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Linking abundance and diversity of sponge-associated microbial communities to metabolic differences in host sponges
Weisz, J.B.; Hentschel, U.; Lindquist, N.; Martens, C.S. (2007). Linking abundance and diversity of sponge-associated microbial communities to metabolic differences in host sponges. Mar. Biol. (Berl.) 152(2): 475-483.
In: Marine Biology. Springer: Heidelberg; Berlin. ISSN 0025-3162; e-ISSN 1432-1793, more
Peer reviewed article  

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  • Weisz, J.B.
  • Hentschel, U.
  • Lindquist, N.
  • Martens, C.S.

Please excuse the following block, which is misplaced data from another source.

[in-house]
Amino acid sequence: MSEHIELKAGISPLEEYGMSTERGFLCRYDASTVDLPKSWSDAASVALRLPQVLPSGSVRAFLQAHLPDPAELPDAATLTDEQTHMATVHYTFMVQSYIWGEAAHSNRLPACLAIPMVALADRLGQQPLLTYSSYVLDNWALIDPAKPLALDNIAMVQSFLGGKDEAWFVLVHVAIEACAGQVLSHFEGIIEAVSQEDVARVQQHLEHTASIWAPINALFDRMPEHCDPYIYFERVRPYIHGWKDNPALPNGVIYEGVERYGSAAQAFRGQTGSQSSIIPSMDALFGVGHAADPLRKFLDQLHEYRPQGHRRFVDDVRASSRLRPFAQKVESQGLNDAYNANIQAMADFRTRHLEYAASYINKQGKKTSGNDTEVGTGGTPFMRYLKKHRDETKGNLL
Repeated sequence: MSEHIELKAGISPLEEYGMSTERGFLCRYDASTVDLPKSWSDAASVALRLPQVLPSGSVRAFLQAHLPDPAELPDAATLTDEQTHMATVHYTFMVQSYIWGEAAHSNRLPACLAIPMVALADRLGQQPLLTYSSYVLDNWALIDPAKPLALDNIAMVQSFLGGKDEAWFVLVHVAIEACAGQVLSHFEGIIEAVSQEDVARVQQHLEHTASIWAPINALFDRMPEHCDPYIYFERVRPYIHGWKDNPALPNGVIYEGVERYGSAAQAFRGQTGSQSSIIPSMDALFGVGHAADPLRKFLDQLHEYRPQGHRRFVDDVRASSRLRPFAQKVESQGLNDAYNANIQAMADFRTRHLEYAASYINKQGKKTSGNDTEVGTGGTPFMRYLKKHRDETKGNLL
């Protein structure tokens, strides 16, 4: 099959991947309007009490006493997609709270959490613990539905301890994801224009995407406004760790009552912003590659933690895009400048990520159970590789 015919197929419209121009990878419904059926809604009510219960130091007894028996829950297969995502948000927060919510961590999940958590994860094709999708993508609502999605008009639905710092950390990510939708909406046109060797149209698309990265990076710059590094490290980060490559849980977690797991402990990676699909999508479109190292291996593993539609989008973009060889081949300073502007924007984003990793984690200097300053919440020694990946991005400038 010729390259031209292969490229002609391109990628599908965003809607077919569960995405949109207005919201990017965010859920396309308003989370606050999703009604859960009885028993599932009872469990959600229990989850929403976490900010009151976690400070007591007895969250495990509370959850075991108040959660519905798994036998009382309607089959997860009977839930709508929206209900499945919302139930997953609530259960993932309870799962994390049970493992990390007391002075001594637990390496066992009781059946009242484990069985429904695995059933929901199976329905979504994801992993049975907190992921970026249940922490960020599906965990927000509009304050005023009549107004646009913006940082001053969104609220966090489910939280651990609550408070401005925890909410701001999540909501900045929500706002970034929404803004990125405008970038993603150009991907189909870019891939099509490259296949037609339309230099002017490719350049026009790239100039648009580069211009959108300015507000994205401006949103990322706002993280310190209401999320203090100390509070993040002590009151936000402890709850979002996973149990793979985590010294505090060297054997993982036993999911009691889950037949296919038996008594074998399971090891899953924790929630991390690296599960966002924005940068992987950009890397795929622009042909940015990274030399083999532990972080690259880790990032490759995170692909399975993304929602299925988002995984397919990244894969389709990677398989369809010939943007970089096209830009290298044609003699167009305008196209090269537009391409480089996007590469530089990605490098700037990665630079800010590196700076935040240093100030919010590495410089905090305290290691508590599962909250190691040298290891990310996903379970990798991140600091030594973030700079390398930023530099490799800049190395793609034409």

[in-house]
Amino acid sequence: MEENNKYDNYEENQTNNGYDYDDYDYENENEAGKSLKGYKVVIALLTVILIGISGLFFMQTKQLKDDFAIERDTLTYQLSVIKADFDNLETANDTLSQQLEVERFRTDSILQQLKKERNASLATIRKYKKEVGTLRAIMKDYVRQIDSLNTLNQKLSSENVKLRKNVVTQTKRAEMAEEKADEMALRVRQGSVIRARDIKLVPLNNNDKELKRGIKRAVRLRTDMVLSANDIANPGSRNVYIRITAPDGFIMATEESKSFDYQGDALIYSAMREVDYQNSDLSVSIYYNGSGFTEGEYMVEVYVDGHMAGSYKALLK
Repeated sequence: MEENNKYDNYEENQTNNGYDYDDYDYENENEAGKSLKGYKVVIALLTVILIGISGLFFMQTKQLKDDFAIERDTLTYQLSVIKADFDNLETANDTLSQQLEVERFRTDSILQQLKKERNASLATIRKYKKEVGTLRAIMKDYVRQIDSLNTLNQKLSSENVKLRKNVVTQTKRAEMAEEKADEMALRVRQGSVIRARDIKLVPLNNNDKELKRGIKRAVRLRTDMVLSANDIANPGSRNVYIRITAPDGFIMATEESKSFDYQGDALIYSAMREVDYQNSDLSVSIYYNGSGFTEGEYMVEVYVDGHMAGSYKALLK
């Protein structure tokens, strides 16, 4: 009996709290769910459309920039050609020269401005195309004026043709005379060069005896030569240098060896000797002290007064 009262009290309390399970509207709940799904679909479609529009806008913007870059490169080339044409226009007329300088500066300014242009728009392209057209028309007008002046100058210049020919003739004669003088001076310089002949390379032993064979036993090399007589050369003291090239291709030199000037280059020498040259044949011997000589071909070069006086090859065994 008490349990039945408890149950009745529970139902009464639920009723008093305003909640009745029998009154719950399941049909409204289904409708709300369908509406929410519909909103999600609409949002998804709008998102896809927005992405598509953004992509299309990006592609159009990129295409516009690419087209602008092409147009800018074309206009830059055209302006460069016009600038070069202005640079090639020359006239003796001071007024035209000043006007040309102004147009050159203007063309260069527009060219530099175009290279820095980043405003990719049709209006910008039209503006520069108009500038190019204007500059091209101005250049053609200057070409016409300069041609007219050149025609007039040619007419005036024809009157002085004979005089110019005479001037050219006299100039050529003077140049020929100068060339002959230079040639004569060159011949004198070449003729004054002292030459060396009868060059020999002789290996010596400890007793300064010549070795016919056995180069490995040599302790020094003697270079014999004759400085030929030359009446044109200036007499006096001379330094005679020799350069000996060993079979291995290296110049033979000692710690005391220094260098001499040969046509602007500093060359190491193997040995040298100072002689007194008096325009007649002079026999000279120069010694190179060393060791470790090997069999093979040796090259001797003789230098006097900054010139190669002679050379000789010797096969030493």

Many sponge species contain large and diverse communities of microorganisms. Some of these microbes are suggested to be in a mutualistic interaction with their host sponges, but there is little evidence to support these hypotheses. Stable nitrogen isotope ratios of sponges in the Key Largo, Florida (USA) area grouped sponges into species with relatively low d15N ratios and species with relatively high d15N ratios. Using samples collected in June 2002 from Three Sisters Reef and Conch Reef in the Key Largo, Florida area, transmission electron microscopy (TEM) and denaturing gradient gel electrophoresis were performed on tissues of the sponges Ircinia felix and Aplysina cauliformis, which are in the low d15N group, and on tissue of the sponge Niphates erecta, which is in the high d15N group. Results showed that I. felix and A. cauliformis have large and diverse microbial communities, while N. erecta has a low biomass of one bacterial strain. As the low d15N ratios indicated a microbial input of nitrogen, these results suggested that I. felix and A. cauliformis were receiving nitrogen from their associated microbial community, while N. erecta was obtaining nitrogen solely from external sources. Sequence analysis of the microbial communities showed a diversity of metabolic capabilities among the microbes of the low d15N group, which are lacking in the high d15N group, further supporting metabolic differences between the two groups. This research provides support for hypotheses of mutualisms between sponges and their associated microbial communities.

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